Wedding Vendor Retainers/Deposits Explained

Why do wedding vendors insist on a non-refundable retainer or deposit? After all, if you don’t use them, they didn’t incur any expenses. Unfortunately, it is not as simple as that. Each time a vendor meets with a potential client, they are investing time and possibly money in an attempt to get a new client. Sometimes, the client walks away and other times they book the vendor.

Let me digress for a moment. While you might like to think your wedding is the event of the year, in reality, not all weddings are created equal. Not all clients will provide the same profit potential for all of the vendors. True a band will get the same fees regardless of the size of the wedding. Even then, some wedding will book the band for 4 hours and others for 6.

It is important to remember the contract you sign with your vendors is a two way street. In return for giving the vendor money today, your vendor is promising to show up at your wedding to provide the services you requested. Now it does not matter if the vendor is a one person operation or a large corporation. All vendors have a capacity limit. It could be one event a weekend or a hundred, it really doesn’t matter. What does matter that at some point, your vendor will reach capacity and have to turn potential customers away.

In some respects weddings are very much like airplanes. Each plane has a set number of seats and you can’t put extra people on the plane. On the other hand, when the plane leaves the gate with an empty seat, there is no way to ever fill that seat. The revenue potential from the empty seat is gone forever. When a wedding vendor has an open day, they’ve lost the chance to earn income on that day.

Finally, putting this all together. When you book a vendor, they are promising to be at your wedding and turn away other potential business for the same date. Should you change your mind the vendor may have lost the opportunity to earn a living on that particular day. In addition, most vendors cannot afford to have clients cancel for no reason. If this were to happen, clients would book a vendor and then shop for a better deal.

In the end, all vendors have differing policies for canceling a contract. Some are outright forfeiture and others will provide a refund should they rebook the date. Some will even give a refund for extenuating circumstances (ie. military deployment, family illness). Should you need, wish or desire to cancel your contract with your wedding vendor, you should carefully read your contract to determine the official policy. It never hurts to asks for a refund, but don’t be surprised if the vendor says “No.”

Milena and Ron’s Rockleigh Country Club Wedding

Milena and Ron were recently married at the Rockleigh Country Club. This was one of the few traveling assignments I’ve had which has taken me out of state. It was quite an experience being at this wedding. The Rockleigh Country Club is a wonderful location for a wedding. My only regret is that it is not in my local area. Perhaps I’ll get lucky to have another client book me for an event at that venue.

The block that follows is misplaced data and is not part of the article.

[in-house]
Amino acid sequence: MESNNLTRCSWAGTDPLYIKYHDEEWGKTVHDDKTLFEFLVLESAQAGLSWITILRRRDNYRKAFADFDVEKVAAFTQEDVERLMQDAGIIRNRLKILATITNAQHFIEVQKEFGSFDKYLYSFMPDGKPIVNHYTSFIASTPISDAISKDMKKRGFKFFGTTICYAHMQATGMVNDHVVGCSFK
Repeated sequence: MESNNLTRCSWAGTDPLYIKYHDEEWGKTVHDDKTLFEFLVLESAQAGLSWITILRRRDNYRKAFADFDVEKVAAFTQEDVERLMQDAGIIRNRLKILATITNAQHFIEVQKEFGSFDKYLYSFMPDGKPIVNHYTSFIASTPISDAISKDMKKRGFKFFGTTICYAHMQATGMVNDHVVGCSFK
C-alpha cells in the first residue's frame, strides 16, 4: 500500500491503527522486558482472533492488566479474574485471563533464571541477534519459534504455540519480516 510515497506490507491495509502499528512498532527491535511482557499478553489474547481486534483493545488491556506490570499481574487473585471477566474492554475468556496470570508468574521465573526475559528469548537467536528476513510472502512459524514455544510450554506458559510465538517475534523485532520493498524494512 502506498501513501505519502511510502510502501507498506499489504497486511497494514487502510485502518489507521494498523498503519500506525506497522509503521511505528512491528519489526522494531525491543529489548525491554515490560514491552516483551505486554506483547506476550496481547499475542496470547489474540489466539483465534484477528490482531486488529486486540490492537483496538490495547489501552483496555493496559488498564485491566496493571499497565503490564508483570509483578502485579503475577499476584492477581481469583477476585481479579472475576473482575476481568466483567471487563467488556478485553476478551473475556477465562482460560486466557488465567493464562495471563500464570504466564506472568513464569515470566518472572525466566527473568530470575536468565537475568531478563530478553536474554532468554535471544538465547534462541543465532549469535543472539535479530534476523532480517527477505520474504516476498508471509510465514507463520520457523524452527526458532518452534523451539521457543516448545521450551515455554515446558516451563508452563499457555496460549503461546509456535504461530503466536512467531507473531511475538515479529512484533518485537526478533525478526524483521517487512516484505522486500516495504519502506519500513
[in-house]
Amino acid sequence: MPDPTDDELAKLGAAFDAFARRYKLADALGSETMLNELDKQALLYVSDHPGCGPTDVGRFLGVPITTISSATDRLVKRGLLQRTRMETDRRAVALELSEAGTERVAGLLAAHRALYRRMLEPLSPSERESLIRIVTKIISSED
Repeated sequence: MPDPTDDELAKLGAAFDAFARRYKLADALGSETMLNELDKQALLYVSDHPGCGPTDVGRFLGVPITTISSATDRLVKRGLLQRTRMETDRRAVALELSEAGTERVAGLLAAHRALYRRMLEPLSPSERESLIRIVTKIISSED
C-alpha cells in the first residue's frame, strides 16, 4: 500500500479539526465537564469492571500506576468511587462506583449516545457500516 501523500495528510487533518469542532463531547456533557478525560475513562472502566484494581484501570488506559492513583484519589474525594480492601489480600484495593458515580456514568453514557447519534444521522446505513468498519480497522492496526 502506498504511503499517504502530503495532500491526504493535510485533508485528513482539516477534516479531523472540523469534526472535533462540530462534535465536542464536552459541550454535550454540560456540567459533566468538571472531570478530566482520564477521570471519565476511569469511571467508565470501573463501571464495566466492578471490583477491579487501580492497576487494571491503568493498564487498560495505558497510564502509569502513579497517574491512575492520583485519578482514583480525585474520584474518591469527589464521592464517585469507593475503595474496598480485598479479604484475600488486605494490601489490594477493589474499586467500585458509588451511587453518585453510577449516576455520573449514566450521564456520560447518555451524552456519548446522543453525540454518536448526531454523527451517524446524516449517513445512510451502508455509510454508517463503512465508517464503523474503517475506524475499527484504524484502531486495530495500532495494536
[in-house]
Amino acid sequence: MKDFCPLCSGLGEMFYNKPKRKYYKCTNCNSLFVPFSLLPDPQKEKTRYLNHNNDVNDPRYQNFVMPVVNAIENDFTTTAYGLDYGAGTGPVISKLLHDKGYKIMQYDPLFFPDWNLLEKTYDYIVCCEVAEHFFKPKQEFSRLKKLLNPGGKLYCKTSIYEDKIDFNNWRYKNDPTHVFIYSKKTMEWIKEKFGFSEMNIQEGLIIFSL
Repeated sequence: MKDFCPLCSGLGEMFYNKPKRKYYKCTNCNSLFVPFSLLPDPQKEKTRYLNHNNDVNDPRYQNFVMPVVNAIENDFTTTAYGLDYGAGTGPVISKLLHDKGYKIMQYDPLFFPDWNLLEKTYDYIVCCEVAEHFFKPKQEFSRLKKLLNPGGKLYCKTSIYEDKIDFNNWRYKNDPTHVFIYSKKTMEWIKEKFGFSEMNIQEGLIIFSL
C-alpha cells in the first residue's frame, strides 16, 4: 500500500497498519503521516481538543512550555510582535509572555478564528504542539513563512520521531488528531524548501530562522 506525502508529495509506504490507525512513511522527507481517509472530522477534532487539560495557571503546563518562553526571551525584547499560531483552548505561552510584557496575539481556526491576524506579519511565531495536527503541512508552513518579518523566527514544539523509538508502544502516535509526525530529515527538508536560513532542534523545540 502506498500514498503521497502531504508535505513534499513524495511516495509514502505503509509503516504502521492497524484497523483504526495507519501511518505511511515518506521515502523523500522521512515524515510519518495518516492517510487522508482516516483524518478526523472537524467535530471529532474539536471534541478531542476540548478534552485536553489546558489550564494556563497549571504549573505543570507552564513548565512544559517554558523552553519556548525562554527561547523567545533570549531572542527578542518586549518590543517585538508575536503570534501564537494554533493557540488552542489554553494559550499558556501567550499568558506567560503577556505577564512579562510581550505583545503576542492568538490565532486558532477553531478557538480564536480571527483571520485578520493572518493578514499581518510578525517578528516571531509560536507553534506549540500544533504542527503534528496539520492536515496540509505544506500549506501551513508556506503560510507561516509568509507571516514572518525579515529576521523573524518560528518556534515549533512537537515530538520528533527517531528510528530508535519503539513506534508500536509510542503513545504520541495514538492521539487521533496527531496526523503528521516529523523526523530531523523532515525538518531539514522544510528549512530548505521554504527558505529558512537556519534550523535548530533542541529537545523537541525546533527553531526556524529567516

Milena's wedding portrait taken at the Rockleigh in New York
If you can look past our lovely bride, Milena, you can see the spacious well kept grounds.

Photograph of Milena and Ron's wedding katubah signing
Here’s the Rabbi filling out the Ketuba, a Jewish wedding contract.

Photo of Milena and Ron's wedding katubah signing at the Rockleigh Country Club
A close up of the document. I’m glad the groom reads Hebrew and knows what he’s signing!

Photograph of the room decor at a Rockleigh Country Club wedding
I really liked this floral arrangement.

The Rockleigh in New York was the site for this photo from Milena and Ron's wedding.
The chuppa, Jewish Wedding Canopy, was all decked out with white roses.

Here are some from the wedding ceremony:
Ron and Milena's wedding photo at the Rockleigh
A unique wedding photo from a Rockleigh New York Wedding
A photo of the happy couple leaving their Rockleigh wedding ceremony.
This is one of my favorite photos from this wedding!

The rest of these photos are from the reception. The Rockleigh has installed an LED uplighting system which can display any color lights. They really add to the elegance of the event. As a photographer I like them because they provide an interesting background to the photos.
The Rockleigh's banquet room was the site for this photo from Ron and Milena's wedding
Ron and Milena's wedding photo at the Rockleigh
The Hora Photo during a Jewish wedding reception at the Rockleigh Country Club in New York
Another Wedding Photo taken during Milena and Ron's wedding at the Rockleigh

In these next two photos, you can see how the lighting has changed to provide a different look to the room.
Photograph of the room decor at a Rockleigh Country Club wedding
Photograph of Ron and Milena's guests dancing during their reception at the Rockleigh

When it was time to cut the cake, the lights were turned back to purple.
Ron and Milena's wedding photograph at the Rockleigh
Another Wedding Photo from Milena and Ron's wedding taken at the Rockleigh Country Club, NY.
The Rockleigh Country Club was the site for this couple's first dance photograph

Scheduling Your Wedding Day — Part 2

The ceremony is over, you’re married, the photos have been taken and now you are on your way to the reception. The time line planning is not over yet! There are still several events to schedule. More so than anything else, a wedding is judged based on the reception. The timing of your evening plays a large part on the flow of the wedding. The basic rule is “You don’t want to move (herd) people too much. The flow should be from cocktail hour to dinner seating to dancing. In addition, you don’t want to interrupt their dinner.